Sen. Bernie Sanders (I-Vt.) was the lone Democratic presidential hopeful -- and the only Jewish contender -- in the House chamber for Pope Francis's speech. When he left, he was beaming, as the pope had cited an American Catholic whom Sanders had plenty of praise for.

    "The name Dorothy Day has not been used in the United States Congress terribly often," said Sanders in a short interview. "She was a valiant fighter for workers, was very strong in her belief for social justice, and I think it was extraordinary that he cited her as one of the most important people in recent American history. This would be one of the very, very few times that somebody as radical as Dorothy Day was mentioned."

  • Pope Francis Walks Among Poor and Marginalized in DC Farewell National Catholic Register 09/24/15. "After delivering an historic address to Congress, the Holy Father went to St. Patrick’s Church and Catholic Charities’ headquarters in Washington to spend personal time with the city’s social periphery."
  • Repent! Pope Francis lectures America on immigration, abortion, gay marriage and the Syrian refugee crisis in first-ever Capitol Hill address by a sitting pontiff Daily Mail 09/24/15.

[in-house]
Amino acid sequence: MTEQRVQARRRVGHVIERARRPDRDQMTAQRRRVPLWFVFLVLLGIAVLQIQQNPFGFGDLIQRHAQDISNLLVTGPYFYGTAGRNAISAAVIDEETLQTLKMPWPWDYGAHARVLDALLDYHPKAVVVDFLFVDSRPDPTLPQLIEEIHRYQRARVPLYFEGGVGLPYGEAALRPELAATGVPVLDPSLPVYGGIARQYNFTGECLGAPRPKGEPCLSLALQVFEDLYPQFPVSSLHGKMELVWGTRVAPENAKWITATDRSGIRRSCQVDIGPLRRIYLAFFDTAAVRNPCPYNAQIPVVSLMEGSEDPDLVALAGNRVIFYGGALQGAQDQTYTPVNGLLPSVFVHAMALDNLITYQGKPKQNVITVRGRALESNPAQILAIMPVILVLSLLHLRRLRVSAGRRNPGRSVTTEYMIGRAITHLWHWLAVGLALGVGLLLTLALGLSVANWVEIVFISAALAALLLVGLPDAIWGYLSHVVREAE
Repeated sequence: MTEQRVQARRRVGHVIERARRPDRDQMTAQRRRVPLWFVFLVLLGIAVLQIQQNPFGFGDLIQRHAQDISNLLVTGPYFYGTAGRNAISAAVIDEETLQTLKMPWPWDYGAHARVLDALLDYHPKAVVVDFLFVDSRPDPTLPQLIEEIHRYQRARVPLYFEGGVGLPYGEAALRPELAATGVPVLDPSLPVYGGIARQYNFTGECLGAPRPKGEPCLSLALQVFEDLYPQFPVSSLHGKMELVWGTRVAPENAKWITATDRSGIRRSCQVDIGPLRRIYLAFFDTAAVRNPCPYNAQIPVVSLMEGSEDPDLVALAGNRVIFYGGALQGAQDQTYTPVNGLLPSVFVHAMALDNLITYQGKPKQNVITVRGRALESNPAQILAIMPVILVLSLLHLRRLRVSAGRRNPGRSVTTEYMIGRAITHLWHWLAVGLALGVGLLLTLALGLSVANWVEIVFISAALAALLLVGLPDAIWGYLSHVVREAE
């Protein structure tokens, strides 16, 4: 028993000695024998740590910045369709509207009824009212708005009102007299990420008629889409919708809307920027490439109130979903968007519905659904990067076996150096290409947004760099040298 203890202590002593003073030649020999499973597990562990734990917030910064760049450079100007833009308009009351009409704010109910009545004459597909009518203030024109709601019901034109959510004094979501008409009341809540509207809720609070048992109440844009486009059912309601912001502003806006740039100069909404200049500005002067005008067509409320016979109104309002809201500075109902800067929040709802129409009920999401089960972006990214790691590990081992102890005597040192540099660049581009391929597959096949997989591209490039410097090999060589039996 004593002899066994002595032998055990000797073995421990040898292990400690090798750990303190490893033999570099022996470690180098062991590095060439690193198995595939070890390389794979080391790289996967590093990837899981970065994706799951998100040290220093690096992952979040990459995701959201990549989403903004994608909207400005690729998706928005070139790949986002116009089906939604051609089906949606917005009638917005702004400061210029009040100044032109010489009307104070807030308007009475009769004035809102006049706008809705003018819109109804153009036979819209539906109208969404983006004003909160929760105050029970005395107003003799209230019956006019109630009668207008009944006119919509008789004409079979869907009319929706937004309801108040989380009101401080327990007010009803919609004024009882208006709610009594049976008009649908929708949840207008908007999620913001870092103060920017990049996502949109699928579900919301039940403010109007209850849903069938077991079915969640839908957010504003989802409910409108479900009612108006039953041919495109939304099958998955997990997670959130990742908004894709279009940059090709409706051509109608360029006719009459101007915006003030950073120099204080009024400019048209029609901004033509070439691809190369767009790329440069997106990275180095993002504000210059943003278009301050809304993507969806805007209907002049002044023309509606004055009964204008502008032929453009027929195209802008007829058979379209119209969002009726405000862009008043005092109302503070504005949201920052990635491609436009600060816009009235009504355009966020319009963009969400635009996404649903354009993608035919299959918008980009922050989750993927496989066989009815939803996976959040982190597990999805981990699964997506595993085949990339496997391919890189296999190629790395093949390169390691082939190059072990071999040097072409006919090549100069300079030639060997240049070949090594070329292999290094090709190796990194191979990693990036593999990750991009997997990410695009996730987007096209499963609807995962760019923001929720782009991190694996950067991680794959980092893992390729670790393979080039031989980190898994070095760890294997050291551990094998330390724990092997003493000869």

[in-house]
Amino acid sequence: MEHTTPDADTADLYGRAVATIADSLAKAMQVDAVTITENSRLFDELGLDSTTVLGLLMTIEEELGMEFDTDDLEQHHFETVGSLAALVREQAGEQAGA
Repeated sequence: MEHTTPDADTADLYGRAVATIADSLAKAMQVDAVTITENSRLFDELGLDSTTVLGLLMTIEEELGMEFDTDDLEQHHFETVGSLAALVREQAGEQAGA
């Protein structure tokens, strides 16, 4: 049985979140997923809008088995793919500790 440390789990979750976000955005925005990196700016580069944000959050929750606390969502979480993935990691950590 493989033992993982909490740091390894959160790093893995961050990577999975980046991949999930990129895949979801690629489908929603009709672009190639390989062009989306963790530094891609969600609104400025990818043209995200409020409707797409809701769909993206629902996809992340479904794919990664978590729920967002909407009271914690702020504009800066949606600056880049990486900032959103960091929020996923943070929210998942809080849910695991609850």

• Catholic University students and faculty moved and challenged by Pope Francis Catholic World Report 09/24/15.
  • Francis and Sophie's secret: girl who hugged pope delivers immigration plea The Guardian 09/23/15. "Five-year-old Sophie Cruz makes it past security to greet Pope Francis at parade before hand delivering letter asking pontiff to push for US immigration reform."
  • Inside Pope Francis' Tour of the White House, by Megan Keneally. ABC News. 09/23/15. The public was not able to see Pope Francis after he finished his remarks on the South Lawn and headed inside the White House, but now a collection of photos gives a sense of the pontiff's tour.
  • Pope Francis made surprise stop at Little Sisters of the Poor to show support, by Matt Hadro. Catholic News Agency. 09/23/15:
    Pope Francis paid a short visit to the Little Sisters of the Poor community in Washington, D.C. on Wednesday to support them in their court case over the contraception mandate, the Vatican's spokesman revealed. ...

    The sisters had filed a lawsuit against the Obama administration for its 2012 mandate that employers provide insurance coverage for birth control, sterilizations, and drugs that can cause abortions employee health plans. The sisters have maintained that to provide this coverage would violate their religious beliefs.

  • Pope Francis to Obama: Religious freedom is beyond price, by Anne Schneible. Catholic News Agency. 09/23/15:
    Pope Francis Wednesday reminded U.S. president Barack Obama that religious freedom is one of America's most “precious possessions,” while lauding the nation's Catholics their work toward a society marked by tolerance and inclusivity.